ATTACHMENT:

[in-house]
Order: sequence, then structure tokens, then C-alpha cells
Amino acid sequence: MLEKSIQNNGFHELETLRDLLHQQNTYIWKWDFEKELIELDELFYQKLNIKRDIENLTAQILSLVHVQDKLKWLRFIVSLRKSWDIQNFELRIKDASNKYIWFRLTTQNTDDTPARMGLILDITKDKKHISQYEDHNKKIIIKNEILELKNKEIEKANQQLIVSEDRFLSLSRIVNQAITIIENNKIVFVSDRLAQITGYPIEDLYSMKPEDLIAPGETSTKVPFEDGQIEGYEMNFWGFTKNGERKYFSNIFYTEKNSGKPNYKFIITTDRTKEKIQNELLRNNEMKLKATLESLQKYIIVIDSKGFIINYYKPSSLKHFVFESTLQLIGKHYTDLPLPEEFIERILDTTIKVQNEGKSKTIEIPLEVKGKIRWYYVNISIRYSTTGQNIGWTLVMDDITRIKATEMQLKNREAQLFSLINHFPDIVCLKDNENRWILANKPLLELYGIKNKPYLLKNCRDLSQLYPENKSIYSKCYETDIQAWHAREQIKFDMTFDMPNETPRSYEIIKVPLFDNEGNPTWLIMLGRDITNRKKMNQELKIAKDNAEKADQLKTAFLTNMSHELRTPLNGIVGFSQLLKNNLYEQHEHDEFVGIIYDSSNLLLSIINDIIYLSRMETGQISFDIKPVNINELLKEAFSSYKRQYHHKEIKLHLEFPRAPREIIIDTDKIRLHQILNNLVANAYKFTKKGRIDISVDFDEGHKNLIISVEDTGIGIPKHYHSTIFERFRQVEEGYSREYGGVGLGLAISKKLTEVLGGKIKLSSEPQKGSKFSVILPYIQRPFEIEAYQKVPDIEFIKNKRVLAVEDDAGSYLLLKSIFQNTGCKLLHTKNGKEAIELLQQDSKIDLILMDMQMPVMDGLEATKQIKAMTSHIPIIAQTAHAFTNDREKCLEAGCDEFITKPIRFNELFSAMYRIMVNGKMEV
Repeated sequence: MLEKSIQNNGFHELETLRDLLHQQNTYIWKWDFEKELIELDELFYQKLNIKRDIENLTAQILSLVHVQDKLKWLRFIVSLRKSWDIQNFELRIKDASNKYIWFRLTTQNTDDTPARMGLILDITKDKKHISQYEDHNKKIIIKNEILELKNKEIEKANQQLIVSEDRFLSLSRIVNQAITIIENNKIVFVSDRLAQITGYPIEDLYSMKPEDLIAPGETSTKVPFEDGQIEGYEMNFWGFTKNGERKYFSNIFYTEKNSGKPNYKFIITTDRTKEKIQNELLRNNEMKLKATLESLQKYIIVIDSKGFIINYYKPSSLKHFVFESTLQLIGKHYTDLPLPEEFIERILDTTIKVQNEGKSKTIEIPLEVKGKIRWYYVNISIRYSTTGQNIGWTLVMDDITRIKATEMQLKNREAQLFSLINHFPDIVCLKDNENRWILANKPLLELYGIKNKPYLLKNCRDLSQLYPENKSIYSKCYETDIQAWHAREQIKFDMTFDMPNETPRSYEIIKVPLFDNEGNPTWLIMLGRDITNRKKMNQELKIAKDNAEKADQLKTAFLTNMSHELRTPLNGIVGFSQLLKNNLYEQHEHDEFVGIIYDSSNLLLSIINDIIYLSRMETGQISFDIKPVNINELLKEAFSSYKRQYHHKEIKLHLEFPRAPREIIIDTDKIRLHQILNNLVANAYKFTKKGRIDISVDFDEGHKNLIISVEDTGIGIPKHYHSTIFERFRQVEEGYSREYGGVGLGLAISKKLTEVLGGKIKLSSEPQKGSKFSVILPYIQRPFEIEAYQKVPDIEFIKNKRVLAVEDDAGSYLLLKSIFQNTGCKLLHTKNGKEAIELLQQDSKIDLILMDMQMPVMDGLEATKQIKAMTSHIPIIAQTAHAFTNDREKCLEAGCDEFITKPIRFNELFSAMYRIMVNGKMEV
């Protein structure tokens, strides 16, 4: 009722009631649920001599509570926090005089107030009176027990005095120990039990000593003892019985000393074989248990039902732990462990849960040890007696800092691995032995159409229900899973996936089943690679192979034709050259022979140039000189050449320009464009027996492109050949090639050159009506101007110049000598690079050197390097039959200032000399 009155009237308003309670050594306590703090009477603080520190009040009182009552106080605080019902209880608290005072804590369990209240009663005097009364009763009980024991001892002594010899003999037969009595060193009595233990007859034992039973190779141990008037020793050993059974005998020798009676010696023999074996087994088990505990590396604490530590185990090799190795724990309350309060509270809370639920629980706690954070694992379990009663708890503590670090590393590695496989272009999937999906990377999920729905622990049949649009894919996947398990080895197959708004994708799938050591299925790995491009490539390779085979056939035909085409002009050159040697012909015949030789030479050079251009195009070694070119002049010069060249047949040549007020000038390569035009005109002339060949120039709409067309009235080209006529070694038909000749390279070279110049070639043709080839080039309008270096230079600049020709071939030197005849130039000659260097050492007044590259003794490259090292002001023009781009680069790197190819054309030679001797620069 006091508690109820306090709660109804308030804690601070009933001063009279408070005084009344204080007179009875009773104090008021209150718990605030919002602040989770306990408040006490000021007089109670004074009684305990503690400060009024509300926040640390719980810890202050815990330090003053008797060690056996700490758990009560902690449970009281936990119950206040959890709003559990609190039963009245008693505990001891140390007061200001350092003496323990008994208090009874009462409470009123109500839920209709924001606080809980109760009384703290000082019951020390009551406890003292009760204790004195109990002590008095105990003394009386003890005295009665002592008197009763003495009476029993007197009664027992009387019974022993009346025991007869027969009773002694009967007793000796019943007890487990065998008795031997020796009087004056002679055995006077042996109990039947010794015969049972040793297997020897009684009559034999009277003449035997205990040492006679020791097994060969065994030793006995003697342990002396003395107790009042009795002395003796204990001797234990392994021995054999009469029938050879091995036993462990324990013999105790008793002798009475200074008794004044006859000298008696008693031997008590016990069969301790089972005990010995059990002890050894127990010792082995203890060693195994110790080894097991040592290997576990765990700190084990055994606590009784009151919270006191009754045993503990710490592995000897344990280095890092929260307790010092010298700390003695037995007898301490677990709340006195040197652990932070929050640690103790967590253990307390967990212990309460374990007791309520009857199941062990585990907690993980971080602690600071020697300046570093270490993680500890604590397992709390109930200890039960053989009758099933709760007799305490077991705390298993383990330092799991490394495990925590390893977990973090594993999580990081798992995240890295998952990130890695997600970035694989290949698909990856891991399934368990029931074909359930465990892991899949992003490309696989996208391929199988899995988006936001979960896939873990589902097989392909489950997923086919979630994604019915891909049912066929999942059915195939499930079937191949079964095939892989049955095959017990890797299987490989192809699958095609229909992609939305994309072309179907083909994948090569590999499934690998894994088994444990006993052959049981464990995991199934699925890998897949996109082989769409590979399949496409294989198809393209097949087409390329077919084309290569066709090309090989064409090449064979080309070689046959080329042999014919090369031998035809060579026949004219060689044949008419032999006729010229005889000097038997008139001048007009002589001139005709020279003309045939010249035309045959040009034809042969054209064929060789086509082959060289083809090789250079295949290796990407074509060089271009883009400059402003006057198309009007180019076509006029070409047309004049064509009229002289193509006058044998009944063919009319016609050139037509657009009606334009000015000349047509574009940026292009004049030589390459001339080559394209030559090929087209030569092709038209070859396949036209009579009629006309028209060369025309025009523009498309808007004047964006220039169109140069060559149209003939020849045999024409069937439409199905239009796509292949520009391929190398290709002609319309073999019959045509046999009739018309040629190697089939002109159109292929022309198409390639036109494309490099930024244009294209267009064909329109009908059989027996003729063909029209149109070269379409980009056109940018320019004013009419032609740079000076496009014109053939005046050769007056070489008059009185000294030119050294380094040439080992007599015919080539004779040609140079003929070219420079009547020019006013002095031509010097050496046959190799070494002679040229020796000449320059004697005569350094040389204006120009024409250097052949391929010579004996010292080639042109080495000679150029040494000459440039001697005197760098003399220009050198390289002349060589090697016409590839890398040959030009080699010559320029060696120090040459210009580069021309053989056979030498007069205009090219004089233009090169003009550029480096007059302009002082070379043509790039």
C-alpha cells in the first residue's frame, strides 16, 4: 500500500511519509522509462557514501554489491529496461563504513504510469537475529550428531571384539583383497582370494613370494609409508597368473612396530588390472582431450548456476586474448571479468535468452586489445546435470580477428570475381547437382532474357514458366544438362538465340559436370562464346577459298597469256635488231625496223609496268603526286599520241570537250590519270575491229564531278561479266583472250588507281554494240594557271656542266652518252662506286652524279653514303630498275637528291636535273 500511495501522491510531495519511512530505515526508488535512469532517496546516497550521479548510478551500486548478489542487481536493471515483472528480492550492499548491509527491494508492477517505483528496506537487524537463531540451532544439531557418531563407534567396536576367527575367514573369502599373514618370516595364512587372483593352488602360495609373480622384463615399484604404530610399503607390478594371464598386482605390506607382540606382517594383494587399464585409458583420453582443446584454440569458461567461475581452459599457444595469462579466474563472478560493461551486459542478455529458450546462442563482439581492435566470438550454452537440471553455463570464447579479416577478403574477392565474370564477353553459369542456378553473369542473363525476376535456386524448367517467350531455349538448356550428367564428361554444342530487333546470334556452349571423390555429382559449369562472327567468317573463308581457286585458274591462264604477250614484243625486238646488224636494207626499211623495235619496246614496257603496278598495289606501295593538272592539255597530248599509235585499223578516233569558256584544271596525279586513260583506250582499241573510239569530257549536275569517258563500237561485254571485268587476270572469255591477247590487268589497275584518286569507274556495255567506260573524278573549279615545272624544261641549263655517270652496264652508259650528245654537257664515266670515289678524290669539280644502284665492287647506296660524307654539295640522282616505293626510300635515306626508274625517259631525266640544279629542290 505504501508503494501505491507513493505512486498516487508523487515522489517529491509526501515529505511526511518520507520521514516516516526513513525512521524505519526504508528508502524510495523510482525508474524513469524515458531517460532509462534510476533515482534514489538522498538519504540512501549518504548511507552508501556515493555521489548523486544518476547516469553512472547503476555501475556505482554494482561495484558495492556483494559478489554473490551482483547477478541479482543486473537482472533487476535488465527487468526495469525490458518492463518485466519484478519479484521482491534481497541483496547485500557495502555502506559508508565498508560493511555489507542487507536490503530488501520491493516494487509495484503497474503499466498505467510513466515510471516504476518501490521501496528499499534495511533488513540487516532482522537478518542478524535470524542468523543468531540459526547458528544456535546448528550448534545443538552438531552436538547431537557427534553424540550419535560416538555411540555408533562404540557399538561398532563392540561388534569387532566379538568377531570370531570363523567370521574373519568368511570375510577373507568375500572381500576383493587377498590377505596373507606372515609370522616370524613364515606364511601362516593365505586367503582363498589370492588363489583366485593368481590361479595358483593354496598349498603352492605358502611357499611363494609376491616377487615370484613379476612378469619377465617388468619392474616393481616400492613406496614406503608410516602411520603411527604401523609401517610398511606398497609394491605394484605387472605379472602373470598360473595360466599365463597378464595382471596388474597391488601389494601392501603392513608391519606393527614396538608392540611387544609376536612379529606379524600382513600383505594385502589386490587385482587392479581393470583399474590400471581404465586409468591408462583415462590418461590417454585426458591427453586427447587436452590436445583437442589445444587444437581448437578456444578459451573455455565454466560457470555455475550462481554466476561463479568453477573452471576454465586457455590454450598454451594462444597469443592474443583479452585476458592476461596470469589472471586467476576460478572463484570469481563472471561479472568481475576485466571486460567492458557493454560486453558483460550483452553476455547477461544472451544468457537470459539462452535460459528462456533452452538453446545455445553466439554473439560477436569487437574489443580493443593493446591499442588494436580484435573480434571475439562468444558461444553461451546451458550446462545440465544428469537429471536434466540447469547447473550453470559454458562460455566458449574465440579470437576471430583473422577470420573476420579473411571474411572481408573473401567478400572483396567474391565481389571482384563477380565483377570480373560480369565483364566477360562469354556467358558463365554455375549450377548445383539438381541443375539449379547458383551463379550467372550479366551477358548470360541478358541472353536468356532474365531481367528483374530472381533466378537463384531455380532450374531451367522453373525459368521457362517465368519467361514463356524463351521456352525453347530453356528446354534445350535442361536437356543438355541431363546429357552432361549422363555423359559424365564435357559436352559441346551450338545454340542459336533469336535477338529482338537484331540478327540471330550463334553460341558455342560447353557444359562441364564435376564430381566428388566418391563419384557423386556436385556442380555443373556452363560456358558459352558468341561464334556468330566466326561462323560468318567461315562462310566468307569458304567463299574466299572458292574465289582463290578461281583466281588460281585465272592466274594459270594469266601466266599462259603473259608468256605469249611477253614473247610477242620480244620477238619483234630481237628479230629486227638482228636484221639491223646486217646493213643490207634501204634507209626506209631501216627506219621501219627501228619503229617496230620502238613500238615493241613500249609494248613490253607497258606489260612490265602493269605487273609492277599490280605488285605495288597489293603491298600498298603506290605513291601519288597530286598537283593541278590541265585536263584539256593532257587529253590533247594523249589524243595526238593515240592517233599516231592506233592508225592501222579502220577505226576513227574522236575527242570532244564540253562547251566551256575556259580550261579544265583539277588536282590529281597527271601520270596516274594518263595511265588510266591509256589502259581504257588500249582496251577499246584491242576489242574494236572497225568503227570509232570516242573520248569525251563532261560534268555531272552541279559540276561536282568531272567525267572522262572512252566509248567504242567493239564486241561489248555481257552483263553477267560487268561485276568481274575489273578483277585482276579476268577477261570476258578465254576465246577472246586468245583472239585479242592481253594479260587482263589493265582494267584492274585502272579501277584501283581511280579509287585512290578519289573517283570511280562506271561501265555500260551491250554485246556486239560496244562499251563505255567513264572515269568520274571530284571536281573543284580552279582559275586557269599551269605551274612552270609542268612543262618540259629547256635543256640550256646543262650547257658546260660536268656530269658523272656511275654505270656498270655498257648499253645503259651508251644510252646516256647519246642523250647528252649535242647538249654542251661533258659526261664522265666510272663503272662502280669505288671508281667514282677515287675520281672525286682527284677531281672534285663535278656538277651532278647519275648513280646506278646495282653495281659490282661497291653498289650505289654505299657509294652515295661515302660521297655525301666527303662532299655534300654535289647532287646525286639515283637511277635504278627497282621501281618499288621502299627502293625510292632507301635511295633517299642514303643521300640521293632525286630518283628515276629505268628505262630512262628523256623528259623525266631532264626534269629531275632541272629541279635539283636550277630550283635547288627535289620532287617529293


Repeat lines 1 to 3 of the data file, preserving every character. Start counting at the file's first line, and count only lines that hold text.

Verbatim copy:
[in-house]
Order: sequence, then structure tokens, then C-alpha cells
Amino acid sequence: MLEKSIQNNGFHELETLRDLLHQQNTYIWKWDFEKELIELDELFYQKLNIKRDIENLTAQILSLVHVQDKLKWLRFIVSLRKSWDIQNFELRIKDASNKYIWFRLTTQNTDDTPARMGLILDITKDKKHISQYEDHNKKIIIKNEILELKNKEIEKANQQLIVSEDRFLSLSRIVNQAITIIENNKIVFVSDRLAQITGYPIEDLYSMKPEDLIAPGETSTKVPFEDGQIEGYEMNFWGFTKNGERKYFSNIFYTEKNSGKPNYKFIITTDRTKEKIQNELLRNNEMKLKATLESLQKYIIVIDSKGFIINYYKPSSLKHFVFESTLQLIGKHYTDLPLPEEFIERILDTTIKVQNEGKSKTIEIPLEVKGKIRWYYVNISIRYSTTGQNIGWTLVMDDITRIKATEMQLKNREAQLFSLINHFPDIVCLKDNENRWILANKPLLELYGIKNKPYLLKNCRDLSQLYPENKSIYSKCYETDIQAWHAREQIKFDMTFDMPNETPRSYEIIKVPLFDNEGNPTWLIMLGRDITNRKKMNQELKIAKDNAEKADQLKTAFLTNMSHELRTPLNGIVGFSQLLKNNLYEQHEHDEFVGIIYDSSNLLLSIINDIIYLSRMETGQISFDIKPVNINELLKEAFSSYKRQYHHKEIKLHLEFPRAPREIIIDTDKIRLHQILNNLVANAYKFTKKGRIDISVDFDEGHKNLIISVEDTGIGIPKHYHSTIFERFRQVEEGYSREYGGVGLGLAISKKLTEVLGGKIKLSSEPQKGSKFSVILPYIQRPFEIEAYQKVPDIEFIKNKRVLAVEDDAGSYLLLKSIFQNTGCKLLHTKNGKEAIELLQQDSKIDLILMDMQMPVMDGLEATKQIKAMTSHIPIIAQTAHAFTNDREKCLEAGCDEFITKPIRFNELFSAMYRIMVNGKMEV